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Music Review: Ishaqzaade

Music Review: Ishaqzaade

April 18, 2012
Pulkit Datta

Composer Amit Trivedi is back in brilliant form, matched perfectly by lyricist Kausar Munir.

Here's a film, what looks like a rustic, action-romance thriller of sorts, with a motley crew of artists. Director Habib Faisal, fresh after the critically and commercially acclaimed slice-of-life Do Dooni Chaar, is back with his second film, Ishaqzaade. The film stars Parineeti Chopra who debuted with a bang in Ladies Vs. Ricky Bahl, demonstrating she not only oozes acting talent but also carries it off with spunk. Joining her is Arjun Kapoor, son of director-producer Boney Kapoor, making his debut here in a role that seems to be a world apart from the kinds of film his father makes. Most interestingly, Ishaqzaade is produced by Yash Raj Films, perhaps in a desperate attempt to fight their own roller-coaster stagnation.

The film's album brings composer Amit Trivedi together with lyricist Kausar Munir and the results are impressive. The album is raw, edgy, lively and most importantly, fresh. Trivedi and Munir prove to be a team to reckon with.

The album starts with Chokra Jawaan, a song soaked in rustic flavor. Vishal Dadlani and Sunidhi Chauhan tackle the song with gusto, as they dive into the jugalbandi with all the energy they can muster. It's one of those boys vs. girls songs that Hindi filmdom loved so much in the 1980s and 90s, but with a distinctly Amit Trivedi twist. A fun song, but does feel long after a while.

Pareshaan starts on a soft, mellow note as Shalmali Kholgade comes in with her soothing vocals. It gradually builds into an unexpected outburst of a chorus that jams rock and harmonium. The song is about a woman's restlessness of being in love and Trivedi with lyricist Munir steer well clear of the cliched "bubblegum" romantic song. Instead, 'Pareshaan' is both soft and edgy. It's innocent, yet with the right dose of naughty. Above all that, it's just incredibly catchy.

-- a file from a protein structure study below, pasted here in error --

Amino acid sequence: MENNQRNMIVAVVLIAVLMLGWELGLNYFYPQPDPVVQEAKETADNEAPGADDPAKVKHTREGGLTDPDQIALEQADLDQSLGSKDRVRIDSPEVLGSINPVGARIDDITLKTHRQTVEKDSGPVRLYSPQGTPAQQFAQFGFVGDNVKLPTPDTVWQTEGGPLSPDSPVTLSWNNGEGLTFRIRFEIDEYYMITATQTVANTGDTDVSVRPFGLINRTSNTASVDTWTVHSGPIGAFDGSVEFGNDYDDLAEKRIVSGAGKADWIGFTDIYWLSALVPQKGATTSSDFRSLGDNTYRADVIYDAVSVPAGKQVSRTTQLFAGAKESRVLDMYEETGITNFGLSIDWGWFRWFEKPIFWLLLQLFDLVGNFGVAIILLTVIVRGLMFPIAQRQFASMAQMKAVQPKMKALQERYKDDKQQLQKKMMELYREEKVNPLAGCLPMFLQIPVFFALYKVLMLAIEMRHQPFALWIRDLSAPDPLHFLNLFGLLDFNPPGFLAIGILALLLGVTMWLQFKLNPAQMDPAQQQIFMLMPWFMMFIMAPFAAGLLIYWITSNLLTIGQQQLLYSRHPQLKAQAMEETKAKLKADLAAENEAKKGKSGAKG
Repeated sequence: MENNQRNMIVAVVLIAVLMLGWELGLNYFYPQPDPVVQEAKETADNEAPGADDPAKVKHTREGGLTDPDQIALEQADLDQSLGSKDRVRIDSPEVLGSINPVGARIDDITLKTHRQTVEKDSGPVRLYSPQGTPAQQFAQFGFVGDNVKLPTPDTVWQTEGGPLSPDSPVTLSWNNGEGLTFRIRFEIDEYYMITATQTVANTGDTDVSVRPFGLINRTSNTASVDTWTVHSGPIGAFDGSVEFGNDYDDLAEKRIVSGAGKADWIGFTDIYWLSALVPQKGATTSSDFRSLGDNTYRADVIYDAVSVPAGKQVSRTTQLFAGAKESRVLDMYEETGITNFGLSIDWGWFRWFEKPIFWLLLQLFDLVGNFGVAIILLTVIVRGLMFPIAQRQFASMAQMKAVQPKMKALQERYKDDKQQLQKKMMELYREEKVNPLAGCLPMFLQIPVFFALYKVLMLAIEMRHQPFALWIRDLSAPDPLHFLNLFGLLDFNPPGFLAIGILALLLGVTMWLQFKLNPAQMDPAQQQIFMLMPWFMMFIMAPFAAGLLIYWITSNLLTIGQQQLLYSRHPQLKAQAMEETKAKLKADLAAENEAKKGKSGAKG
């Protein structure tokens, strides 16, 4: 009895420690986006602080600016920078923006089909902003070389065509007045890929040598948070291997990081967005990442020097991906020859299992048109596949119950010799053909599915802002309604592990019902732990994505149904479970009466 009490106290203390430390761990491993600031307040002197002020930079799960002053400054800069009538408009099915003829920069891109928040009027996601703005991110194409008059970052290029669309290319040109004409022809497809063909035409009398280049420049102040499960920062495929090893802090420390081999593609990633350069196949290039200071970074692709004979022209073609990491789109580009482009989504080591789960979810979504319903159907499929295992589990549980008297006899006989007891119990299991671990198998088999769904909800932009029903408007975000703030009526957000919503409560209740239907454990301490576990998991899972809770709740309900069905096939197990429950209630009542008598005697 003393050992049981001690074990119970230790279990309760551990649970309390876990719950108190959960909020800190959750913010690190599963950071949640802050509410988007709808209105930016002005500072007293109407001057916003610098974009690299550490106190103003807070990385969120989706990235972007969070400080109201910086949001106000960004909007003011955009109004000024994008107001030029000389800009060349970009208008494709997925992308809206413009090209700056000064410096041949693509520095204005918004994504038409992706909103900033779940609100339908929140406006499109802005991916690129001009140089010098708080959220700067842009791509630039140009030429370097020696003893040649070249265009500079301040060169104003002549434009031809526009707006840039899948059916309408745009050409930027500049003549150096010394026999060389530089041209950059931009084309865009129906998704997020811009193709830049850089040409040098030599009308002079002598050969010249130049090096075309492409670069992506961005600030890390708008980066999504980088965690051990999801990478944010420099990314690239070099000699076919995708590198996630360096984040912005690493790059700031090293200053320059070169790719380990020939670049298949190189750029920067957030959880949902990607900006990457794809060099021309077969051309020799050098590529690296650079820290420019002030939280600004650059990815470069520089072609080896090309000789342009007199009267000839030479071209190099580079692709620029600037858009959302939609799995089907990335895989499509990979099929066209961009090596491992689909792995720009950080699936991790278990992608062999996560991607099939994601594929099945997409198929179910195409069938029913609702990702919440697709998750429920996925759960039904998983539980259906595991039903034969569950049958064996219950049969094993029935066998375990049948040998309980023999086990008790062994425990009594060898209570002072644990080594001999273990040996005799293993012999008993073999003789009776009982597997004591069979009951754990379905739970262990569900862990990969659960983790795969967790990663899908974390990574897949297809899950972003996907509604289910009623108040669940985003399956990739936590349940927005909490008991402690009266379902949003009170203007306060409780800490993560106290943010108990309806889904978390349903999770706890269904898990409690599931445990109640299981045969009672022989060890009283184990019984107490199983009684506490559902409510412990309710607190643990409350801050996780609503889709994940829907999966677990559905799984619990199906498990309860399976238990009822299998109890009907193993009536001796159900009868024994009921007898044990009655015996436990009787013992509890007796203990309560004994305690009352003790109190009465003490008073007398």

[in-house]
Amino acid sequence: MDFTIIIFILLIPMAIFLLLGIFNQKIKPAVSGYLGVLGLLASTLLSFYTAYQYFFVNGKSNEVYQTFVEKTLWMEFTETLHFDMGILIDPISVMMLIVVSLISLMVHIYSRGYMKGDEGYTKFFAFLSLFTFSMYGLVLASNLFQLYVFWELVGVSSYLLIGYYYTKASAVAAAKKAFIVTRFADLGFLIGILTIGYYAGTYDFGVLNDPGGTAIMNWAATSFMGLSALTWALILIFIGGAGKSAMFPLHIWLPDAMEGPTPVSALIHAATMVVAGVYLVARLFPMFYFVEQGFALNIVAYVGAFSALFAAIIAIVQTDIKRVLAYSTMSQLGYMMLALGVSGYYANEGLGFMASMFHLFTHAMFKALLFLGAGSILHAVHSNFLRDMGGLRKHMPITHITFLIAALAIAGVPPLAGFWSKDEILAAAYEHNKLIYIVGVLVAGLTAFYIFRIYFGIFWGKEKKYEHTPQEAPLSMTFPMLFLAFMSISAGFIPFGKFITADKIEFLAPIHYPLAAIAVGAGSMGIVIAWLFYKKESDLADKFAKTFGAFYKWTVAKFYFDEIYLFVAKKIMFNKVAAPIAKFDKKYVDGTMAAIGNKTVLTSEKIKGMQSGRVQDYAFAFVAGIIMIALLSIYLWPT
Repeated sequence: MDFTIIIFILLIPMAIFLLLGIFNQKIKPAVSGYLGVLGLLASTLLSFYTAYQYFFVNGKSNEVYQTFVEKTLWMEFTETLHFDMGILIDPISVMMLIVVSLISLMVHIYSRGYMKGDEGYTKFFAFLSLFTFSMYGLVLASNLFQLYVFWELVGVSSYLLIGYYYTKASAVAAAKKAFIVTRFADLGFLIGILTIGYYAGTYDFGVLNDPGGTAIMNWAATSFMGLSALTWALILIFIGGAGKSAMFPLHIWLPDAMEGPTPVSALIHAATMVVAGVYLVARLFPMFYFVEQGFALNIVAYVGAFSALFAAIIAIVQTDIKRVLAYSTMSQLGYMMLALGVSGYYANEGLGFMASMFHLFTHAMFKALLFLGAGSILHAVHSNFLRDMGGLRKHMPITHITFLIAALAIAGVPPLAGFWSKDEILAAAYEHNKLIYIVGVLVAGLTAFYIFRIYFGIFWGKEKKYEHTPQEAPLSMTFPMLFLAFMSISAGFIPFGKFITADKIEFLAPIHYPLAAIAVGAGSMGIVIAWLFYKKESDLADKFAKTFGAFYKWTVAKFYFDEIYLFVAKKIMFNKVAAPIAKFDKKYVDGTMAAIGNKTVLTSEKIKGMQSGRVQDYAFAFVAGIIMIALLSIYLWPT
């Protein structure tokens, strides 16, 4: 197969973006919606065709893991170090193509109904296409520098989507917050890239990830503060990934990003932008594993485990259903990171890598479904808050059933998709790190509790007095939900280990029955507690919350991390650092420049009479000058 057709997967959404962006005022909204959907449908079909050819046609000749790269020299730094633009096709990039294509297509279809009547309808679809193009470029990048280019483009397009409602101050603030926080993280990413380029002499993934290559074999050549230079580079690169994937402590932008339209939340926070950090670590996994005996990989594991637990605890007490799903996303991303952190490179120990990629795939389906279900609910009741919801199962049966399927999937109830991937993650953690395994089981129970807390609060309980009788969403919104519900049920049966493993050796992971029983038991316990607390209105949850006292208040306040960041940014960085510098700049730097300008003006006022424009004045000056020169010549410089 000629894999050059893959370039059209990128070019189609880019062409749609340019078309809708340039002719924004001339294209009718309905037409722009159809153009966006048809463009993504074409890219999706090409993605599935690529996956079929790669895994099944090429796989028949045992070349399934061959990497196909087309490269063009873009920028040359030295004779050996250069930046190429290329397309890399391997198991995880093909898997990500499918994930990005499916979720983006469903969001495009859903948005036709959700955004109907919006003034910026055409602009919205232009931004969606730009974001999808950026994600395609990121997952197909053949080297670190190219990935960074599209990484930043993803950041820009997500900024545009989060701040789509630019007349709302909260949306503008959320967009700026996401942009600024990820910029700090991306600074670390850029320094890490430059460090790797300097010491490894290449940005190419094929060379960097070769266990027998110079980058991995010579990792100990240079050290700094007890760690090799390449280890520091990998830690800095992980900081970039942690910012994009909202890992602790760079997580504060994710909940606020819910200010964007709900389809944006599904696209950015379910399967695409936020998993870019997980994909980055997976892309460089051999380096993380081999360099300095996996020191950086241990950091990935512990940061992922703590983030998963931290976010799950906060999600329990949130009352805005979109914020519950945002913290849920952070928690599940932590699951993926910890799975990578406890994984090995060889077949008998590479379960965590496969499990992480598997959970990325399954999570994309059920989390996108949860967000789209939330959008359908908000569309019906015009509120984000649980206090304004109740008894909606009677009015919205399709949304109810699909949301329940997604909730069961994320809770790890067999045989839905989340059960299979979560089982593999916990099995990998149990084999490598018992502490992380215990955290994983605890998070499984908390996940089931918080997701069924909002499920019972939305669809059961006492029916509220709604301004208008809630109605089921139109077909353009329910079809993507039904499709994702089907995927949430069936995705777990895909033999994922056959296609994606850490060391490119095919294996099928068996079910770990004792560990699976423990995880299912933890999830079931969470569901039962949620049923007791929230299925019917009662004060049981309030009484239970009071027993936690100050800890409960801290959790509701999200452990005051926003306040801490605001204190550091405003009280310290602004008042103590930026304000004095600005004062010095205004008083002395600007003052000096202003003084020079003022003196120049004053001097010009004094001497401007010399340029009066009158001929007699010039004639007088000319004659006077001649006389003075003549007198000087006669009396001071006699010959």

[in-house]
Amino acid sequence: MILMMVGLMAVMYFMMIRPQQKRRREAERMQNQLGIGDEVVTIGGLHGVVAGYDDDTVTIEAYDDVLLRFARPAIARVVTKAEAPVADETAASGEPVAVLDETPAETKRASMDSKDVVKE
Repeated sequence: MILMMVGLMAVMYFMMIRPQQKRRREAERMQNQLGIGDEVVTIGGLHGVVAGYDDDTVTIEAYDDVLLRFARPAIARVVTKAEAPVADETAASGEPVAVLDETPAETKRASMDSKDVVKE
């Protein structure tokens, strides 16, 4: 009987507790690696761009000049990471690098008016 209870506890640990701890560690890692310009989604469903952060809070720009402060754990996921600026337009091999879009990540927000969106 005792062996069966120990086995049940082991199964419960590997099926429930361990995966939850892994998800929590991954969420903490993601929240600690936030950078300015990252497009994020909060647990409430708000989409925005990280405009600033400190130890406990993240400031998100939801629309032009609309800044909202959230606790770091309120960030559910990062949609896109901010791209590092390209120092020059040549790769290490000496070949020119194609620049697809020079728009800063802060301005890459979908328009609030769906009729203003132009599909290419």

The Pareshaan Remix switches the rock/harmonium combo with trance and violin. A good listen, but nowhere near the impact of the original.

With Jhalla Wallah, singer Shreya Ghoshal proves why she is one of the most gifted voices around. The track is a playful naughty-but-nice qawwali and Goshal carries it brilliantly on her very capable vocals. Munir injects fun lyrics like "Humne samjha tha golden jubilee jise...woh to matinee dikha karke chumma le gaya", and Goshal goes to town with them. Trivedi's composition here is eclectic and definitely leads to some foot-tapping.

The Jhalla Wallah Remix teams Shreya Ghoshal with Ajinkya Iyer and Neuman Pinto to an equally catchy techno mix. In true Trivedi style, it's not your usual remix track - combining the shayari and qawwali with auto-tuned rapping, it has his experimental mark all over it.

The title track, Ishaqzaade, isn't what you'd expect to hear as a title song for a film like this. Just when you'd think this track would be fast-paced, raw with a kick, Trivedi surprises us with a ballad. Crooned wonderfully by Javed Ali and Shreya Ghoshal, this track has a soft rock composition put to grounded, romantic lyrics. It reminds of the excellent 'Aazaadiyan' track from Udaan, given a slightly more typically filmy romantic touch. This one might take some time to grows on you, but grow it will.

Aafaton Ke Parinde is the alternative title track of the album, and the one that you'd expect the first time around. Sung by Suraj Jagan and Divya Kumar, this track is explosive. Trivedi's composition here is excellent, layering grunge over the incredibly effective dubstep and almost raucous backing vocals. It all works superbly together. After 'Pareshaan' this one is the next best song in the entire album.

Ishaqzaade is Amit Trivedi in brilliant form once again. The album combines the deep-rooted emotional connect of Udaan's music with the feisty punch of No One Killed Jessica, all with a rustic heartland soul. This time, he's matched evenly with lyricist Kausar Munir, who gives Trivedi's compositions the lyrical punch that make this album so good. It's the kind of album that you'll have on loop within the first listen. And that's an effect Trivedi has quickly become known for, the sign of a composer who's here for the long run. Check out this album now!

Listen to the full album here

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